Paddle Tour on the River Lahn: A meandering river with a long history
The Lahn arises in the south east of the Rothaargebirge and is one of Germany’s most popular rivers for water sports or river tours. With its many locks, many of which are operated by hand, and the gentle swirling waters, the Lahn is suitable for beginners as well as for experienced canoeing experts.
Interesting facts about the Lahn
You should plan around 14 days for a paddle tour on the Lahn if you want not only to paddle the 170 km waterway but also to enjoy visiting the historic sights along the river banks. Overall the tour includes seven portage distances and 23 locks so a foldable canoe definitely belongs in your boat. Eleven locks between Giessen and Steeden have to be operated by hand. When you have passed through a lock you should make sure that the lock chamber fills up again with water for the canoeists who come after you. From 1st April to 31st October you pass through the locks every day from 10 till 12 o’clock and from 12.30 to 18.30 hours.
Modern infrastructure for this river rich in history
Impressive and well-conceived is the infrastructure along the waterway: In the last few years numerous comfortable possibilities have been created for embarking and disembarking. Litter bins and dry toilets at these embarkation points help to protect the natural and varied beauty of the river. You should only land at the places signed as landing places. Before setting off on your trip you can obtain information about the Lahn, its special features and guidelines for behavior in the “Merkblatt für Wassersportler auf der Bundeswasserstraße Lahn” (LINK).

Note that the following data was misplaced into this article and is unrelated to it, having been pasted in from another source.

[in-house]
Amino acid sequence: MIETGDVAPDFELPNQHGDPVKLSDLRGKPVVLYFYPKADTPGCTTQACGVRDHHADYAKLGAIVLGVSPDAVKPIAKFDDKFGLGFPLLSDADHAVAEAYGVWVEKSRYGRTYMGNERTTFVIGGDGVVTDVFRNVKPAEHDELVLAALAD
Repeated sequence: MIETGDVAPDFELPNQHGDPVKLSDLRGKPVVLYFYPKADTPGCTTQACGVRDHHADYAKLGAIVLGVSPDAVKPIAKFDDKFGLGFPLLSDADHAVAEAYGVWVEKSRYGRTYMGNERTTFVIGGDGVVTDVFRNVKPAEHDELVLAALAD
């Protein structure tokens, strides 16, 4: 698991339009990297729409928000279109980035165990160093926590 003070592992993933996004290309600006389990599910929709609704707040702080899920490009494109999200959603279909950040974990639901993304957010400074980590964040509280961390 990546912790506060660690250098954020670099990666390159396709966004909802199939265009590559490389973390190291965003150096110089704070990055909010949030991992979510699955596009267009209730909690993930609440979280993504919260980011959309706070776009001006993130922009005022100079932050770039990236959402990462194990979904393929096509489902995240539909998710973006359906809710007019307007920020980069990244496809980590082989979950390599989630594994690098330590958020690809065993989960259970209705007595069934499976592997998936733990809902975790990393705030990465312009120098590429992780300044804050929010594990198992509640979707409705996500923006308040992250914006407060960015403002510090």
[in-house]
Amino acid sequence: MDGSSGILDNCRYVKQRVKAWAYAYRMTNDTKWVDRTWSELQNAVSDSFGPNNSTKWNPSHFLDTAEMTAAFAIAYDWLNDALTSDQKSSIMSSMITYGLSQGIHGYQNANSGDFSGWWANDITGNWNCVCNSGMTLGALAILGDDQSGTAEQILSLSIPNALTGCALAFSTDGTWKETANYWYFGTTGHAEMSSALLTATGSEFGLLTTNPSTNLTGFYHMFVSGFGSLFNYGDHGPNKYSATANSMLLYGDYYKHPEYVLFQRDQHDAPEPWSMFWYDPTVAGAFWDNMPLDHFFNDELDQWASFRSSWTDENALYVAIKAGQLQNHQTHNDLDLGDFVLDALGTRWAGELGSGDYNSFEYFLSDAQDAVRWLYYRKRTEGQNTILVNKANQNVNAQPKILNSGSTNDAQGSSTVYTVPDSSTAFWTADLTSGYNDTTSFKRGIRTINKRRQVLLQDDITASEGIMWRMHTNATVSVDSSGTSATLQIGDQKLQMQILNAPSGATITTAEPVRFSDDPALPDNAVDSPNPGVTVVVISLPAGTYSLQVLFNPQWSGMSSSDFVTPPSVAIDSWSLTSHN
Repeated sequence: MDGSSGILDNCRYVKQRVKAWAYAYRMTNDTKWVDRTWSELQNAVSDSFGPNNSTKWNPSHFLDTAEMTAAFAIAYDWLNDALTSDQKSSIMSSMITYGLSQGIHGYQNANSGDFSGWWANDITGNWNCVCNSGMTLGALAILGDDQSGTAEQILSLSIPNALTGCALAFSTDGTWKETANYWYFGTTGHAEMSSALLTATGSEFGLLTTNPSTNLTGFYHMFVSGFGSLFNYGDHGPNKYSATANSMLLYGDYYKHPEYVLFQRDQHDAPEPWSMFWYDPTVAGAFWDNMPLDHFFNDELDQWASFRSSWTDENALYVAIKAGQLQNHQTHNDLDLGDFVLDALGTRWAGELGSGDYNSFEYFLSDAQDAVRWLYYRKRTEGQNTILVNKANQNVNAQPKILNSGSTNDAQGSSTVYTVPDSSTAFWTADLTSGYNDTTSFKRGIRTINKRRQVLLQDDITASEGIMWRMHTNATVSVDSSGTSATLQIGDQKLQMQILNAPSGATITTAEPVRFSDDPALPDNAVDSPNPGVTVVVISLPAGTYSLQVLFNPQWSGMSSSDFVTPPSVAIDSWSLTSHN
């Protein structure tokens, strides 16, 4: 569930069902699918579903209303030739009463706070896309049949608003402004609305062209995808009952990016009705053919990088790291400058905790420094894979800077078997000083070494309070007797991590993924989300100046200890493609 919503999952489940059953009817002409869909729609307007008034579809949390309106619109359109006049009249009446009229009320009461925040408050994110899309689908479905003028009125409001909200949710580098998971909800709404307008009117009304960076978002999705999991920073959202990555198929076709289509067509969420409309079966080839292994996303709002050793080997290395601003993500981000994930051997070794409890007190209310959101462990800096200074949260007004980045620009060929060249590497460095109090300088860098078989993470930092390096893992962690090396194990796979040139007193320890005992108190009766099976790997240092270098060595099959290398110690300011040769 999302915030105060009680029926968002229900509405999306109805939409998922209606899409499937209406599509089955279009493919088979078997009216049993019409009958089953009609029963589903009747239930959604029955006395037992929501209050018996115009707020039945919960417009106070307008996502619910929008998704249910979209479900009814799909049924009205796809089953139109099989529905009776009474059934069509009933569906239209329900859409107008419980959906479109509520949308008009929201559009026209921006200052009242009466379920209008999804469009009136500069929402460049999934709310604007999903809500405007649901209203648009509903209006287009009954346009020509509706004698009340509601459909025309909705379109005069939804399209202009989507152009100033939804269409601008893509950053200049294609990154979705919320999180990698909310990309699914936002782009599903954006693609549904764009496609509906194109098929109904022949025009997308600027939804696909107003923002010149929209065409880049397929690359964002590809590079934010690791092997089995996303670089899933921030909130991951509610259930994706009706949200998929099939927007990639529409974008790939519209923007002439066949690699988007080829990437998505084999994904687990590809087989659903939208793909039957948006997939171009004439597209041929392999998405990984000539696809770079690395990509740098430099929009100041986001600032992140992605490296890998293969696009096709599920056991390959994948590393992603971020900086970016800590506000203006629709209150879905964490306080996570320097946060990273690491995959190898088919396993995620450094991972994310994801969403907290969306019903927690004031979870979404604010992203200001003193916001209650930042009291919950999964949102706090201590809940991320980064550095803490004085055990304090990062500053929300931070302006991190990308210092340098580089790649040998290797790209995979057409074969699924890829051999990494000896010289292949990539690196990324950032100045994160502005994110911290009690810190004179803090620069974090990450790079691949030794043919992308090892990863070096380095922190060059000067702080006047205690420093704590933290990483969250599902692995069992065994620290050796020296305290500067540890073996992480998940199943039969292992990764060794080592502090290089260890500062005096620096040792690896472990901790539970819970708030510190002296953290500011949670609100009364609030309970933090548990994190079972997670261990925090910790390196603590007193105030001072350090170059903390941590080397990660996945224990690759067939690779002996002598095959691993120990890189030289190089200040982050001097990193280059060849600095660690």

Off we go: From Marburg to Roth
From the starting point at the camping site Marburg to the estuary at Lahnstein, canoeists can expect a comfortable, in part very calm journey with only a few more turbulent stages. Nevertheless you should not forget that a change in the water level can quickly turn it into a fast-flowing river, with all its pitfalls. Enchanting peace and densely forested hillsides accompany you in many stages of the water tour. The Lahn flows in a huge loop towards the town of Roth, the only place in the state of Hesse to be completely fortified with levees. After Roth the Lahn picks up a little speed, with smaller fast flow areas as it gently winds its way through the Lahn meadows, the flood plain where numerous local birds have found a good place to breed and to find food. Here the river becomes very calm; the small wave movements just cause a few splashes.